Jackson County

A major Coast highway closed for 2 years? Couldn’t someone patch the bridge?

The state estimates it will take 18 months to build a new Red Creek Bridge, starting sometime next year.

That puts Mississippi 57 — a hurricane evacuation route and major road into town for Ingalls workers — closed for almost two years, and that’s if the weather is good and the contract comes in on time.

The Sun Herald received a letter from a former Jackson County supervisor who said he thinks that’s too long. Other county officials said they also want to look into what could be done.

Last month, a trackhoe being pulled by a large truck crashed into the old, 1950s truss bridge, causing significant damage to the superstructure. The bridge is 21 miles north of I-10 on Mississippi 57. The closure is causing commuters, school buses and trucks to detour off the state highway and go miles out of their way on state and Jackson County roads.

Tommy Brodnax, former supervisor, wrote that he is an engineer and inspected the damaged bridge.

“I can see no reason not to immediately repair the damage and open it to all vehicular traffic,” Brodnax wrote. He said as supervisor he oversaw the Fort Bayou Bridge project and took interest in other bridge replacements in the county. He showed the Sun Herald what he thinks needs to be repaired.

“MDOT’s Southern District Engineer, Kelly Castleberry, is very capable of overseeing this repair. Highway 57 is a vital link to the Gulf Coast. ... Highway Commissioner Tom King should have the commission declare this an emergency, call in a reputable contractor, and see the repair takes place as soon as possible and reopen the bridge,” Brodnax wrote.

There’s lots of corrosion

MDOT’s Castleberry said there would be a lot to repairing the bridge, and he put the cost at $200,000.

First of all, the bridge is old and the trusses that carry the load are damaged, Castleberry said.

“Four of the main steel members up top were sheered completely off,” he said. “Those members would have to be fabricated. They don’t make the truss bridges like that anymore.

“There’s also a hole in the deck,” he said. Actually there are three.

“The issues MDOT has is that we were planning on tearing that bridge down,” he said. “Putting money into a structure that we’ll tear down is a problem.”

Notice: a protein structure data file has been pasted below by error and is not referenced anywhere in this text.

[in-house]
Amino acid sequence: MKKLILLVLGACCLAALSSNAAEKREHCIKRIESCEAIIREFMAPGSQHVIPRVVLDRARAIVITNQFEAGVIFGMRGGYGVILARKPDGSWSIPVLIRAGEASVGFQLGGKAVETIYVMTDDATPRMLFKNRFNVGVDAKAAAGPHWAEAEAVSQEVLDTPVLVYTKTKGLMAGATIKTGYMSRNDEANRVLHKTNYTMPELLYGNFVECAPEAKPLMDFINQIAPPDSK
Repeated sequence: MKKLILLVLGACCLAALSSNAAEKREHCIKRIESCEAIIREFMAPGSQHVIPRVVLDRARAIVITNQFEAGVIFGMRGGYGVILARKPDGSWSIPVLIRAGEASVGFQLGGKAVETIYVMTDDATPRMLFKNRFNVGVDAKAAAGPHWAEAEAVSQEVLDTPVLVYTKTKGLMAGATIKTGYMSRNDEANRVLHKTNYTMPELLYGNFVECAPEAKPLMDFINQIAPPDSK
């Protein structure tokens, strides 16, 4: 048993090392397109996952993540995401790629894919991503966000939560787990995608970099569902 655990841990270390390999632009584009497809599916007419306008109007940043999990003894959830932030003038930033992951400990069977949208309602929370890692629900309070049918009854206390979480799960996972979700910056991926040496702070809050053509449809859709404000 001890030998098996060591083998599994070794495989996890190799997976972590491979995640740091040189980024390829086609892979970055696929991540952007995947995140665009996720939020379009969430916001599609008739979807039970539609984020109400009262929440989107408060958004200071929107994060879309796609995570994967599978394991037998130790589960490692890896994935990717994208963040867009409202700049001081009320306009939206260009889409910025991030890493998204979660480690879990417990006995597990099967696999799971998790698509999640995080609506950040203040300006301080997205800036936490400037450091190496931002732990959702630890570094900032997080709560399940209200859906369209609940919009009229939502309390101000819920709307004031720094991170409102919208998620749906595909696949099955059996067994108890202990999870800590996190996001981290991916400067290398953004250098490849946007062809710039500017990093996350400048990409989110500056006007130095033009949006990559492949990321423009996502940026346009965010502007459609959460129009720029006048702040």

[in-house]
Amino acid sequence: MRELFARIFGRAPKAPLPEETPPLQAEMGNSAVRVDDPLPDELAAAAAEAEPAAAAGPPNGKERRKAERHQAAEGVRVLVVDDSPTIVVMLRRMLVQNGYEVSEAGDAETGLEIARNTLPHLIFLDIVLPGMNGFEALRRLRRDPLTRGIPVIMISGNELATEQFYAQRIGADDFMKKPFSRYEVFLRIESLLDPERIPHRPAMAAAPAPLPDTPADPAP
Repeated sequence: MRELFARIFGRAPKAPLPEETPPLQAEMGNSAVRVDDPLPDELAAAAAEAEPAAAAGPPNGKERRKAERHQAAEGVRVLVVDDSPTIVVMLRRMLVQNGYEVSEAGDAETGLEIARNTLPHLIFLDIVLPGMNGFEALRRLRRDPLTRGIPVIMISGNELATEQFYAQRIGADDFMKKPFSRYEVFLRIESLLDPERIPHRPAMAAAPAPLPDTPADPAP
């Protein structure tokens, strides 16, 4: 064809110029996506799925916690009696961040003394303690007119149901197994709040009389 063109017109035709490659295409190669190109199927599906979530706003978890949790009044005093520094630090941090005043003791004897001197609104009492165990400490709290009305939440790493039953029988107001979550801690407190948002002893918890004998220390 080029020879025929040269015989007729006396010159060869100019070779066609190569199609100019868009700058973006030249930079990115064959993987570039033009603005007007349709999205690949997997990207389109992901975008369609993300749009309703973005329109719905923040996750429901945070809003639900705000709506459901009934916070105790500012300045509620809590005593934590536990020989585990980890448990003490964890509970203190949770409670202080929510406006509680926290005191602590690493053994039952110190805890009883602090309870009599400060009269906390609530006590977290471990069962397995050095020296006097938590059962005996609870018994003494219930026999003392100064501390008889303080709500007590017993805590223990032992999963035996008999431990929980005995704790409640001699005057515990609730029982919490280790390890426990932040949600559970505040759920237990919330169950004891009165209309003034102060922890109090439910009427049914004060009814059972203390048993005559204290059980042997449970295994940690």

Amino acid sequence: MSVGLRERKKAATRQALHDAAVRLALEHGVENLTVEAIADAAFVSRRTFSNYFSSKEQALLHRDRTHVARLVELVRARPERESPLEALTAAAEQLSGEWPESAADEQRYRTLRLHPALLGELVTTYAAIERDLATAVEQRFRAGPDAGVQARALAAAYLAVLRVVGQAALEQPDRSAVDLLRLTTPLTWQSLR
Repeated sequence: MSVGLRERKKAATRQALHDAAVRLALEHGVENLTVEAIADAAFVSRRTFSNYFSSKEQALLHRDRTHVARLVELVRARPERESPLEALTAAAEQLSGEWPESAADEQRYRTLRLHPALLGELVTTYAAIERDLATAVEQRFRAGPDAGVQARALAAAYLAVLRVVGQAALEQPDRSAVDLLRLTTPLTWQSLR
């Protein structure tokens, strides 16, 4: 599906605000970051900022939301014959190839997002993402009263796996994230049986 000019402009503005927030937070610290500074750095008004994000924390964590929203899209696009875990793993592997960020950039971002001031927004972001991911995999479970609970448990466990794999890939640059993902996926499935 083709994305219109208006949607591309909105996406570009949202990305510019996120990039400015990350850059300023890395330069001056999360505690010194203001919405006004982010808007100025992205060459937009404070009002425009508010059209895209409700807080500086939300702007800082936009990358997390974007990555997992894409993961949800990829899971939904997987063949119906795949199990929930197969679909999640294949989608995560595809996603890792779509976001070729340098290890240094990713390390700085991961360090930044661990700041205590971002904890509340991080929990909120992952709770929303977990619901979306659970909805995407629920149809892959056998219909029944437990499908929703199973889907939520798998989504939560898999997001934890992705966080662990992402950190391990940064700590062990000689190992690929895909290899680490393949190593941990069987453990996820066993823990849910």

And the bridge already had a weight restriction, before it was damaged. He said even with repairs, the bridge will be deficient based on the amount of corrosion.

“We can spend that money, but trucks still won’t be able to use it,” he said. “It doesn’t make sense for taxpayers to repair it.”

The initial plan, before the wreck, was to keep traffic on that bridge while the state built a new bridge right next to it. The state has bought the right-of-way and moved the utilities for the new bridge, he said, and is trying to let a contract by January.

Can they speed up the new bridge?

He said they will try to put incentives in the contract to speed up the construction time, estimated at 18 months.

Castleberry said 1,500 vehicles a day use that section of Mississippi 57, so it’s not considered heavily traveled.

Jackson County Supervisor Troy Ross said he hates to see the traffic from that state highway diverted to county roads that aren’t built to handle the load.

“That’s two years out and putting stress on all the surrounding roads,” Ross said.

Ross said the county is pressing MDOT to get it moved up as a priority. And because it’s a major north-south corridor, he has spoken with the U.S. Department of Transportation.

“Patched? We could have engineers look at it to see if that’s safe and if there is a possibility. I haven’t had anyone tell me it can’t be patched,” Ross said.

Brodnax said he thinks $200,000 isn’t too much.

He said, “That’s $100,000 a year to benefit the general public.”